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Dominic Raab: Speed of Taliban's takeover is 'lesson we've all got to learn from'
16 August 2021, 17:23 | Updated: 16 August 2021, 18:03
Dominic Raab has said everyone was surprised by the pace at which the Taliban took control in Afghanistan, as he described the situation as a "new reality".
The Foreign Secretary spoke to broadcasters after a Cobra meeting was held on Monday in response to the deteriorating situation in the country.
He would not be drawn on the number of refugees the UK would take.
He said: "Everyone, I think, has been surprised by the scale and the pace at which the Taliban have taken over in Afghanistan, and that's a lesson that we've all got to learn from.
"But the truth is what matters right now is focusing on getting British nationals out, getting out those who have so loyally served the UK, and making sure that the gains that we've made over 20 years are not lost."
Mr Raab added: "It is not what we wanted, but we have to deal with the new reality.
"We're making it clear with our partners with all the means at our disposal, that we will hold the Taliban to account, to its commitments, to have a new start in Afghanistan.
"It's clearly not going to be to the values that the UK, the west, the European Union, the Americans believe in, but we can have a moderating influence. I think it's important we use all of the policy tools at our disposal - working with our partners - to try and achieve that."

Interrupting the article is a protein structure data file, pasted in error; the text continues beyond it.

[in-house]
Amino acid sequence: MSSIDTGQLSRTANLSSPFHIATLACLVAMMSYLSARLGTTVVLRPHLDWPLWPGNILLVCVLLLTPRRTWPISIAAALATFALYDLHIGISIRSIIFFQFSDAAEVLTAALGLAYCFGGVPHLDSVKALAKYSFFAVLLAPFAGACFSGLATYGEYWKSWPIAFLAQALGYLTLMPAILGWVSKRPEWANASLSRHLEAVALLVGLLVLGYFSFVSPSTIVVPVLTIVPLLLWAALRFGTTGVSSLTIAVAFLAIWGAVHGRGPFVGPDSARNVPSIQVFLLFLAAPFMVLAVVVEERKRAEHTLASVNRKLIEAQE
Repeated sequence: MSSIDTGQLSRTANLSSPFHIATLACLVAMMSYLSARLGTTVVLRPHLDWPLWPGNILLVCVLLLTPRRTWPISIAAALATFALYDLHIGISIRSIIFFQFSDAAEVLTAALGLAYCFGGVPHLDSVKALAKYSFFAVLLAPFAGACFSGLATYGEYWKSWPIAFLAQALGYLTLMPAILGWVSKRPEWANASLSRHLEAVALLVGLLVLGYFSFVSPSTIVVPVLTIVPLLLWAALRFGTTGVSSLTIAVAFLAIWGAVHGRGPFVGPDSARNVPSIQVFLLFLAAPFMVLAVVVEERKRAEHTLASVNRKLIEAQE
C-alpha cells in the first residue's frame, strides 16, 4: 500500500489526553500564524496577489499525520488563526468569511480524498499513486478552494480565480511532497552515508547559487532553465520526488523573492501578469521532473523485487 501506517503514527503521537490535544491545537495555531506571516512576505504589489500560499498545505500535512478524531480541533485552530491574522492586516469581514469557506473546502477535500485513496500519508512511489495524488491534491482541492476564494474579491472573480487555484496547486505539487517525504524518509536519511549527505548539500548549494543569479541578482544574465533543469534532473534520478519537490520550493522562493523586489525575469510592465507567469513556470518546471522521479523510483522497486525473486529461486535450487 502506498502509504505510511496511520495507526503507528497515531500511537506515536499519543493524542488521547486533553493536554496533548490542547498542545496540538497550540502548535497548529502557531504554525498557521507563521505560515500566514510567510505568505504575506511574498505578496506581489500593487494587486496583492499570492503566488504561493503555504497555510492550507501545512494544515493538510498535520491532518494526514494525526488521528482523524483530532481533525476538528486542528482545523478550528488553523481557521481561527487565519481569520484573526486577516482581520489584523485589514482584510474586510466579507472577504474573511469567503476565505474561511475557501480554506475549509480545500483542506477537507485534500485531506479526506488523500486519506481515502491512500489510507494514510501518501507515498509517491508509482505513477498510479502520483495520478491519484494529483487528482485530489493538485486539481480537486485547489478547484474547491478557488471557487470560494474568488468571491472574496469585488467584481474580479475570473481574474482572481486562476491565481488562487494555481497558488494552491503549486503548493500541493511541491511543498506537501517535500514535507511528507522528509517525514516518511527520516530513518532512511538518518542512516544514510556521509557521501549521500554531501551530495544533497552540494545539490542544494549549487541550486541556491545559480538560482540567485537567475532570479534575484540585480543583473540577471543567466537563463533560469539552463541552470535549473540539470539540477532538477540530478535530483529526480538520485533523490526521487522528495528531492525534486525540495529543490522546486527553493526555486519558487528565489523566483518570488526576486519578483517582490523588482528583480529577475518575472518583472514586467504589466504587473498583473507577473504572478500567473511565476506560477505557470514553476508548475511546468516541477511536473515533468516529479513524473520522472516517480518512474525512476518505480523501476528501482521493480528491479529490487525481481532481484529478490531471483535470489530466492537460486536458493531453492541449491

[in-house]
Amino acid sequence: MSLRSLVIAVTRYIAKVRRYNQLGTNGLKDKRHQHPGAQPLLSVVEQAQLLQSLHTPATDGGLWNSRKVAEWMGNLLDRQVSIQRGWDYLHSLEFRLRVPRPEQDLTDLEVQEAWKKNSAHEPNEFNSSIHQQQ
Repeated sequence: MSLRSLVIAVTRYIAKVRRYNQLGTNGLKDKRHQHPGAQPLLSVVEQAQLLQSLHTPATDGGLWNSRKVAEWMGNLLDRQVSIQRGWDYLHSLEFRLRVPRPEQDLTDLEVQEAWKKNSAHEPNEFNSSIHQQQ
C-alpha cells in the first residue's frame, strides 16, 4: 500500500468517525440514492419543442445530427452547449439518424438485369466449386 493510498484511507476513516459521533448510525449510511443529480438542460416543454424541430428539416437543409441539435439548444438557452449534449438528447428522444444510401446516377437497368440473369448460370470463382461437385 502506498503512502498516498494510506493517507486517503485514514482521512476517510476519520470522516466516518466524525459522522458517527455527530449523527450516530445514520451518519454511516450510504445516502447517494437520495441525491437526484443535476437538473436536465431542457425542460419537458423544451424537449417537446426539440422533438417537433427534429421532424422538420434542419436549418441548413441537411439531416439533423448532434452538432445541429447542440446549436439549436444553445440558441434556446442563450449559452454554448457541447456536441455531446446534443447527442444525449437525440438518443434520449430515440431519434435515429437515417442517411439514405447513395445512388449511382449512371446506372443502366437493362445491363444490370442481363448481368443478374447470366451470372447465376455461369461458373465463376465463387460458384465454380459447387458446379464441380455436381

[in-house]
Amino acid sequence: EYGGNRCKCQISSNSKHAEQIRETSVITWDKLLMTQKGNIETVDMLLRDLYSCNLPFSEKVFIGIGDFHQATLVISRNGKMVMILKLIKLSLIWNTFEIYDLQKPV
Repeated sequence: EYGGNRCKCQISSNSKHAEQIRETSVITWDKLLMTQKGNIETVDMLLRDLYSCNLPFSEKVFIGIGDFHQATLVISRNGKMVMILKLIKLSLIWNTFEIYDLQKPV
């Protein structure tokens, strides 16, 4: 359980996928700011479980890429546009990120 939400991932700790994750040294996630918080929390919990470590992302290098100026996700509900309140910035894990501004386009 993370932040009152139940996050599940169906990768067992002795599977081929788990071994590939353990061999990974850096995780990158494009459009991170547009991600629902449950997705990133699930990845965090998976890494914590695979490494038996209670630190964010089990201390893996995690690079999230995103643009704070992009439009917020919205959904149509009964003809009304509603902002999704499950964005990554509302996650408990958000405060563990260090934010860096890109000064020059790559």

On taking refugees, the Foreign Secretary said: "We're working very carefully. We are obviously a big-hearted nation, we've got the criteria for asylum, that's set in law, we work with the UN on that. We're working very carefully on what kind of further commitment we might make."
Asked whether he could give a ballpark figure, he added: "Not at this point."
Mr Raab did not rule out sanctions against Afghanistan if the Taliban did not uphold commitments surrounding human rights and preventing terrorism.
Asked how the UK could hold the group to account without a presence in the country, he said: "Well, ultimately, through working with our partners, through everything from the sanctions that we can apply, to the ODA (official development assistance) that we will hold back pending reform and a more inclusive government.
"I think there are levers, and we know from the political commission of the Taliban in Doha that they want to... they made a series of commitments, a series of undertakings, and I think it's right for the UK, but also critically working with our partners, that they are held to the undertakings that they've made."
He said whether sanctions were sought against Afghanistan would "depend on the behaviour of the Taliban".
He told broadcasters: "We'll use every means at our disposal.
"We need to work with our partners, we need to broaden the caucus of countries that are willing to exercise positive influence, to rein in the worst excesses we saw in the past of the Taliban, and we need to consolidate and try and stabilise the gains - which are considerable - that we've made with so much blood, sweat, tears and loss of life, over 20 years, and that's what we're committed to doing."
Mr Raab also defended not coming back from his holiday sooner, insisting: "The reality is the modern business of being a foreign secretary, whether you're away on travel, or the very occasional time you get to go away on leave, I can always be in direct control of what the Foreign Office is doing."